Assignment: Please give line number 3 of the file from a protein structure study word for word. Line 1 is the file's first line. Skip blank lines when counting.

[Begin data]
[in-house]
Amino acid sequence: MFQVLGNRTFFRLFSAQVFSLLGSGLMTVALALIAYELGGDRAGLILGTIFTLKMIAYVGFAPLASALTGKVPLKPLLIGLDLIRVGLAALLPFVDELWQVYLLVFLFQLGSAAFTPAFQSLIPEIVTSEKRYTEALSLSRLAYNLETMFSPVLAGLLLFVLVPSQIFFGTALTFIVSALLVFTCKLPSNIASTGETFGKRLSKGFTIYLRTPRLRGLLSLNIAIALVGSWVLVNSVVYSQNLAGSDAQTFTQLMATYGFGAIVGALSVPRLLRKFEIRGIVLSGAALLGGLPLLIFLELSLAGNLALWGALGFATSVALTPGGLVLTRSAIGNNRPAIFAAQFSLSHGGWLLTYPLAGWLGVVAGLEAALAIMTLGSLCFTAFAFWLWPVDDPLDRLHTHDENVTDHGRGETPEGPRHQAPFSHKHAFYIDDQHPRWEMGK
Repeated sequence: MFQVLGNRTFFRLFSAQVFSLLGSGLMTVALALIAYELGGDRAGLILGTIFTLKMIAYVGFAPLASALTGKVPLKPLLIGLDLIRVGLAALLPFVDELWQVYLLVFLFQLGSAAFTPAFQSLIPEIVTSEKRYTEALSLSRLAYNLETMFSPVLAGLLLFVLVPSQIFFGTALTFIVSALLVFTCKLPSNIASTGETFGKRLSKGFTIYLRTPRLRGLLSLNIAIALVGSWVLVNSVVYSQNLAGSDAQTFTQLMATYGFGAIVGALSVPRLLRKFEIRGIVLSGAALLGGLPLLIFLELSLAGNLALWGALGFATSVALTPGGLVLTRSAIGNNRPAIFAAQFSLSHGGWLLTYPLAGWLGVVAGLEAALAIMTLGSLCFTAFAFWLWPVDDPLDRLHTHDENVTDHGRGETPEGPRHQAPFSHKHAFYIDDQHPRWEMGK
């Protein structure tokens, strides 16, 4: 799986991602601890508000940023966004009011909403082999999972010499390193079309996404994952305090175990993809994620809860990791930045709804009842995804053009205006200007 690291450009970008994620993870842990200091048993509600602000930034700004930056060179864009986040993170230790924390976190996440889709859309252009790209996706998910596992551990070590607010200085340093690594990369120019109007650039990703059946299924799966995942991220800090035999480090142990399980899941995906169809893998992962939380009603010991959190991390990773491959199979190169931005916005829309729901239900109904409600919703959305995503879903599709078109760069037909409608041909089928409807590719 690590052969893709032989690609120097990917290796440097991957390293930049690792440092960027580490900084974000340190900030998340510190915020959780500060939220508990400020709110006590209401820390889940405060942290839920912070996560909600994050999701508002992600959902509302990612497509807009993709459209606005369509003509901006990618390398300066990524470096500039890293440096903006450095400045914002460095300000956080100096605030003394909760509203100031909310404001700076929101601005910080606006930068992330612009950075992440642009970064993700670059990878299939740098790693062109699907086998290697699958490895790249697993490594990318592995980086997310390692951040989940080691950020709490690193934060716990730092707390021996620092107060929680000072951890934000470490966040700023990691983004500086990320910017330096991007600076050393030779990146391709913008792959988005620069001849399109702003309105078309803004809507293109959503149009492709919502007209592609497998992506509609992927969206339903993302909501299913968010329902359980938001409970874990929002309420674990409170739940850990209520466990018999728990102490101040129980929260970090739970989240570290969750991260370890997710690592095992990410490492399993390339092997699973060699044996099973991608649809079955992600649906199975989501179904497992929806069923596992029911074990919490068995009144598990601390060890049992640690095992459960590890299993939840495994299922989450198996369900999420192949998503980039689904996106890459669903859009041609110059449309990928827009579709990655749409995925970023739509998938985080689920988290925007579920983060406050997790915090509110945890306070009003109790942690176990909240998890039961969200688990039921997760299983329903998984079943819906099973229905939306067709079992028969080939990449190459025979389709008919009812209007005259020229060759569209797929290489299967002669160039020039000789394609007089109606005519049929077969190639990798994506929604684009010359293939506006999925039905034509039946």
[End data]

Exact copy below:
Repeated sequence: MFQVLGNRTFFRLFSAQVFSLLGSGLMTVALALIAYELGGDRAGLILGTIFTLKMIAYVGFAPLASALTGKVPLKPLLIGLDLIRVGLAALLPFVDELWQVYLLVFLFQLGSAAFTPAFQSLIPEIVTSEKRYTEALSLSRLAYNLETMFSPVLAGLLLFVLVPSQIFFGTALTFIVSALLVFTCKLPSNIASTGETFGKRLSKGFTIYLRTPRLRGLLSLNIAIALVGSWVLVNSVVYSQNLAGSDAQTFTQLMATYGFGAIVGALSVPRLLRKFEIRGIVLSGAALLGGLPLLIFLELSLAGNLALWGALGFATSVALTPGGLVLTRSAIGNNRPAIFAAQFSLSHGGWLLTYPLAGWLGVVAGLEAALAIMTLGSLCFTAFAFWLWPVDDPLDRLHTHDENVTDHGRGETPEGPRHQAPFSHKHAFYIDDQHPRWEMGK